Hardships include the fact that daily life is just that much more challenging than living in Australia – all the food we eat is made from scratch and from limited ingredients. We make our own sour cream from vinegar and tinned ‘dessert’ cream, we bake our own bread, cut our own chips. The ease of life in Australia in regards to food preparation is definitely not taken for granted by us living here! Not to mention that the few grocery shops are only open during the day and even then close between 12 and 2pm each day for a bit of a siesta. It leaves very little time in each day to get what we need and to do the work we’re here for! We certainly aim to do a ‘big shop’ and stock up in bulk on things we can’t always buy. I am known to buy 15 cans of coconut milk at once because it is inevitable that the following trip to the shop for coconut milk will be futile! The same goes for ‘fresh milk’, which is actually just long-life. I sometimes buy 40 or so litres at once because of the unreliability of stock. In fact, we’re down to our last 6 litres as I write this now with no more milk in town until a truck arrives from the capital!
The thing that keeps me going is a confidence in the fact that God has called our family here, and that there is a role for me to play in God’s plan of salvation for the Yawo people. I believe that our hardships here (and there are more serious ones than just those mentioned above – like separation from loving family in Australia) will be worth it. It will totally be worth it to see the Yawo come to faith in Jesus. It is a real privilege to be here and to share in what God is doing here.
What are some of the blessings in what you do?
One thing that blesses me here is that so many people are hungry to hear about God and that they’re willing to hear it from me! It is early days in terms of full-on out-inthe- village ministry for us (as I am currently learning my second language having learnt Portuguese already), but I am blessed right now by the fact that just last week my language ‘nurturer’ was asking me about the ascension of Jesus and what that’s all about. He’d heard it from someone else that Christians talk about “the second coming of Christ”. We had a good discussion about it. A discussion in Ciyawo mind you; it still blows me away that I am a white Aussie male who can converse in two languages other than English! It truly is a wonderful blessing to have the opportunity to meet these Yawo people and share in their lives.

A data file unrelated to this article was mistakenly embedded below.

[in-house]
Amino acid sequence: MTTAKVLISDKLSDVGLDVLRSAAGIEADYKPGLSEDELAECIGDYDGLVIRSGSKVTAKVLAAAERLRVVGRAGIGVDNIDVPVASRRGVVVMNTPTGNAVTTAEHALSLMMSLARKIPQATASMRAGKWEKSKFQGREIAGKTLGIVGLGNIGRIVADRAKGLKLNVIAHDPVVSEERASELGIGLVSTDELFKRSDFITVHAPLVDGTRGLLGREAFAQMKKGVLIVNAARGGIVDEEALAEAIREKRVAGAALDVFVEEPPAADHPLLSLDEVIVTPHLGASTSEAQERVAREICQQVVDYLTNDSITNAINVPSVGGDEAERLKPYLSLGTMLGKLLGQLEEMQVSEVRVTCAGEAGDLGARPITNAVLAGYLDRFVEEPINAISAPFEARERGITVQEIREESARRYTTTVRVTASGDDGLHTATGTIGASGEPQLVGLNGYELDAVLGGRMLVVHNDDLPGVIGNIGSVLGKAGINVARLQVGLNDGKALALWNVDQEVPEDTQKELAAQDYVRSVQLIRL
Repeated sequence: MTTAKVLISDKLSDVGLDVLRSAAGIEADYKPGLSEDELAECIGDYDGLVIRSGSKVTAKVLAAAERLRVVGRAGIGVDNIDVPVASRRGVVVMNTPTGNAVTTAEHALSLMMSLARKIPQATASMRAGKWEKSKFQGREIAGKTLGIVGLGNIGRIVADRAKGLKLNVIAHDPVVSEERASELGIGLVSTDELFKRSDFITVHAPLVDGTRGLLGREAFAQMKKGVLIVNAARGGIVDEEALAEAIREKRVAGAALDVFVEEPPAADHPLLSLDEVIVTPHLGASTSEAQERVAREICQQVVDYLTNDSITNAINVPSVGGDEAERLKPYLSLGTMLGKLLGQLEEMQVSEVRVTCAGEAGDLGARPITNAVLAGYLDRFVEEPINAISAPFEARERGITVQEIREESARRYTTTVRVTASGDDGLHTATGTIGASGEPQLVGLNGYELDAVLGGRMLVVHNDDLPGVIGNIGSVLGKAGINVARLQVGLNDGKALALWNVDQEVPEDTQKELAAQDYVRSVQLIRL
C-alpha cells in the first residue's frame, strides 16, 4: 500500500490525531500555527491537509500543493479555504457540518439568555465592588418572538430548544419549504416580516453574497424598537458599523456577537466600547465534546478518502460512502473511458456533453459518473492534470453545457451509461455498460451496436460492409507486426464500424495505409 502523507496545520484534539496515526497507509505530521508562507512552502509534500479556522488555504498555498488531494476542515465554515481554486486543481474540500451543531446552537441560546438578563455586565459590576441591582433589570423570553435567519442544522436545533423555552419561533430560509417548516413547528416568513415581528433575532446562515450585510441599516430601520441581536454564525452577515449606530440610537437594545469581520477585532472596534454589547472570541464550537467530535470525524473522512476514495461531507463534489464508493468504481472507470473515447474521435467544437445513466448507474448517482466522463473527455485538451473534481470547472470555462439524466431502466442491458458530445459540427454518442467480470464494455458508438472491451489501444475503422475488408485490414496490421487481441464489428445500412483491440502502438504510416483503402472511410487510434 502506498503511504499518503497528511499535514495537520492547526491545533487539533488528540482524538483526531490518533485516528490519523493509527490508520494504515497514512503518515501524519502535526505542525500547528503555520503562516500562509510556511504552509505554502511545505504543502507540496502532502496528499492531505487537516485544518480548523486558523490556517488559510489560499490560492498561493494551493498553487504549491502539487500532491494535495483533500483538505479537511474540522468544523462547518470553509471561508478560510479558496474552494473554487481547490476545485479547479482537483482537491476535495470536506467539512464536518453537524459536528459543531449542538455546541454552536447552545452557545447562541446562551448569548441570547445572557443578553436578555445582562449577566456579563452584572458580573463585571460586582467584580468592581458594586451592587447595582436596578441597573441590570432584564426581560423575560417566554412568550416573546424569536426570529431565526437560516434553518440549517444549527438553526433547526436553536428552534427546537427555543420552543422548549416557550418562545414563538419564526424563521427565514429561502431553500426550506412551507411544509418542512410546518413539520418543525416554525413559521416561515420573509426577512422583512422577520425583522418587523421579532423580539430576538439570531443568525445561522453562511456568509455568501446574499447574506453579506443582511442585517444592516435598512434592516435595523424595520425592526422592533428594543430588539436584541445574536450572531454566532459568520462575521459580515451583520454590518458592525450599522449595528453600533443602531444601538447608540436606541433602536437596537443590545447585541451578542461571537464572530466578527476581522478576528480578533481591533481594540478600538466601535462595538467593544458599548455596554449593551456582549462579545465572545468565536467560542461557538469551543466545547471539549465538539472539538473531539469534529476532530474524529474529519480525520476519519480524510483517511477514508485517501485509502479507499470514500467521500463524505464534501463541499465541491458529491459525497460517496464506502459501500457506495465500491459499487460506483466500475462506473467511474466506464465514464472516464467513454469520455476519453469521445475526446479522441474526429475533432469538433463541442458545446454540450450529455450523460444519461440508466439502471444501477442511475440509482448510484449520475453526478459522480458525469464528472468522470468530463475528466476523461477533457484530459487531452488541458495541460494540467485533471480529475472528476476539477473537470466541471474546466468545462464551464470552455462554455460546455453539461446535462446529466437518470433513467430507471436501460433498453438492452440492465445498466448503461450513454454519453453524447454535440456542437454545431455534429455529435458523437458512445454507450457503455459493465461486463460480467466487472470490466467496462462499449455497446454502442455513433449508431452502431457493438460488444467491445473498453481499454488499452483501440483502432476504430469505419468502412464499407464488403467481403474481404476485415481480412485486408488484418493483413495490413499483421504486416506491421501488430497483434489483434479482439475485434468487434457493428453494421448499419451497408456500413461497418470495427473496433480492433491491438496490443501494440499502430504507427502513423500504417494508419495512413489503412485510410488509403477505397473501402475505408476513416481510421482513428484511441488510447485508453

How can churches pray for you?
In wanting to keep it real, a prayer that I would appreciate is just for my persistent neck and back pain. Doing a lot of language study at the moment is not best for my ergonomic goodness! Missionaries aren’t perfect and I’d be lying if I said that every day is a good day. As I seek to learn Ciyawo and move forward into ministry, I would also appreciate prayer for things bigger than me: that any willingness to hear about God would be transformed into faith and commitment amongst the Yawo; that the right people will be sent across my path and that whole families and groups of Yawo people would come to faith – not just individuals. Pray that the Holy Spirit does his thing of bringing Yawo hearts to Jesus.
You can support Tobias and Heather with either a one-off or regular donation. Please visit the Global Interaction website to find out more: www.globalinteraction.org.au/Support/Workers/Staff/TobiasandHeather